Trade minister grilled on agri-food post Brexit

The future of the agri-food sector after the UK leaves the EU was under scrutiny in Parliament on Wednesday (6 June) as, Liam Fox’s number two, Greg Hands MP appeared before the Environment, Food and Rural Affairs select committee.

The international trade minister was quizzed on prospective reductions to UK food and welfare standards, the prospects for the British sugar industry, future free trade arrangements, tariff rate quotas (TRQ) and the performance of his department.

Here’s what he said when asked:

See also: US leads opposition to UK-EU post-Brexit import quota plan 

Greg Hands

Greg-Hands © REX/Shutterstock

Will the UK lower food standards as part of a free-trade deal with the likes of the US?

What Mr Hands said: “The government is absolutely clear that we will not be lowering any of our food standards, animal welfare standards or environmental standards as we leave the EU.

“One of the reasons why the food and drink sector is such an exporting success is precisely because people recognise the quality of our food and drink so it would be perverse for us to do anything to bring into question people’s liking of the quality of UK food and drink.

“I think a lot of sectors are really looking forward to having our trade deals and to export more food and drink in the future.”

However, Mr Hands repeatedly refused to directly answer whether food produced under lower welfare standards than in the UK, such as chlorine-washed chicken would be allowed to enter under a free-trade arrangement.

He eventually conceded: “Any imported products would have to meet UK standards. Whether it be in agriculture or in anything else.”

Where does the UK stand in terms of negotiating free-trade arrangements?

What Mr Hands said: “We have set up 14 trade working groups involving 21 countries, however not all of these countries will lead to a free-trade agreement.”

Mr Hands also confirmed the UK can negotiate, sign and ratify new trade deals after March 2019 but cannot bring these into effect before 1 January 2021.

He added there are no trade working group with any Mercosur nations.

“A lot of these working groups coincide with countries that have TRQ’s such as Australia and New Zealand so you can see the read across to where future free-trade deals might be going,” said Mr Hands.

How are discussions going over the division of TRQ’s post-Brexit?

“TRQ’s will remain in place between the UK and the EU until December 2020.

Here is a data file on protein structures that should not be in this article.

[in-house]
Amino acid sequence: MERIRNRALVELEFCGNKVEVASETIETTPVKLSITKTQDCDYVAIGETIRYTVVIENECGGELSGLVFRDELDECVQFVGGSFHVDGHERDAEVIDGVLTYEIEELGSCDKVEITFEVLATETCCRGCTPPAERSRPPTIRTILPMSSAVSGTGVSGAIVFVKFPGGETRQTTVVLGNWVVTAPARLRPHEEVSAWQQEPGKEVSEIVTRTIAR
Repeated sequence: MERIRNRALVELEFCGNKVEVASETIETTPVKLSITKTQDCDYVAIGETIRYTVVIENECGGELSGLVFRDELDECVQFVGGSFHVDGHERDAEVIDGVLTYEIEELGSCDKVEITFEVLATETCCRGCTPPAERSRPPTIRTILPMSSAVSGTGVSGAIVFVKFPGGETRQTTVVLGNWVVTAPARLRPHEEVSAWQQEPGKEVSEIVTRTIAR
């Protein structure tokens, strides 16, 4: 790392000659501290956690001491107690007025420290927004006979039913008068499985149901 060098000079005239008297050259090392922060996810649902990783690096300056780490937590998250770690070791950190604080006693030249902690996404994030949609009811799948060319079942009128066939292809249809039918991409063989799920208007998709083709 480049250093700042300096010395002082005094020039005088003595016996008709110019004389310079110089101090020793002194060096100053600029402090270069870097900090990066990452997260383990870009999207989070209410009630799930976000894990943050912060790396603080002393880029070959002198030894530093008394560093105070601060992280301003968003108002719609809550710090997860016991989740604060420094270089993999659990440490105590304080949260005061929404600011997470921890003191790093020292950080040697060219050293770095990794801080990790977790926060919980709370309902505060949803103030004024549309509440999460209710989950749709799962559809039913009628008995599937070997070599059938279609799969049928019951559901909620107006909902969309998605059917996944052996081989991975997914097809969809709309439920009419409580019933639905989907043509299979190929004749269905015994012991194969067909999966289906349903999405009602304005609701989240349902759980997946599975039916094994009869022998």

“I’m optimistic that UK would come to a positive conclusion with the World Trade Organization (WTO) over TRQ’s.”

Mr Hands admitted the entirety of some our TRQ’s such as lamb from New Zealand or sugar from Brazil could still come to the UK following Brexit.

Last September, the US, Argentina, Brazil, Canada, New Zealand, Thailand and Uruguay wrote an open letter stating they would not accept any splitting of current TRQ’s between the UK and the EU.

“WTO is an organisation that by its very nature believes in free trade,” said Mr Hands.

“The same members who have an interest in some of those TRQs are the same countries welcoming the UK in becoming a stand-alone member of the WTO.

“But it’s a negotiation that is ongoing and in common with all negotiations that are ongoing it’s difficult to provide a running commentary and it’s difficult to provide absolute certainty.”

See also: Why an EU trade deal could hurt beef prices after Brexit

How will Brexit influence the UK sugar beet industry?

What Mr Hands said: “Exiting the EU presents opportunities for the sugar industry and it is down to the government to enable an innovative and productive sector that is competitive at home and overseas.”

Mr Hands reiterated the UK’s long-standing commitment to reduce poverty through trade with developing sugar-cane-producing nations.

“Removal of EU sugar beet quotas in October 2017 is allowing British growers to move towards competing on a level playing field with other producers around the world.

We are rising to the occasion Greg Hands, MP 

“The government committed to help the industry to further develop its competitiveness.”

Is the Department for International Trade prepared for Brexit?

What Mr Hands said: “We are rising to the occasion. The department has gone from 50 to 500 staff working in the trade policy group.

“The department that is battle ready for those negotiations in March 2019.

“It’s not just about trade deals, we can do a lot about reducing trade barriers outside of trade deals.

Futures markets and commodity risk management online course:

  • Risk management strategies for a more predictable financial performance
  • Educated conversations when collaborating with your advisors
  • Negotiate better prices with your grain merchants

View course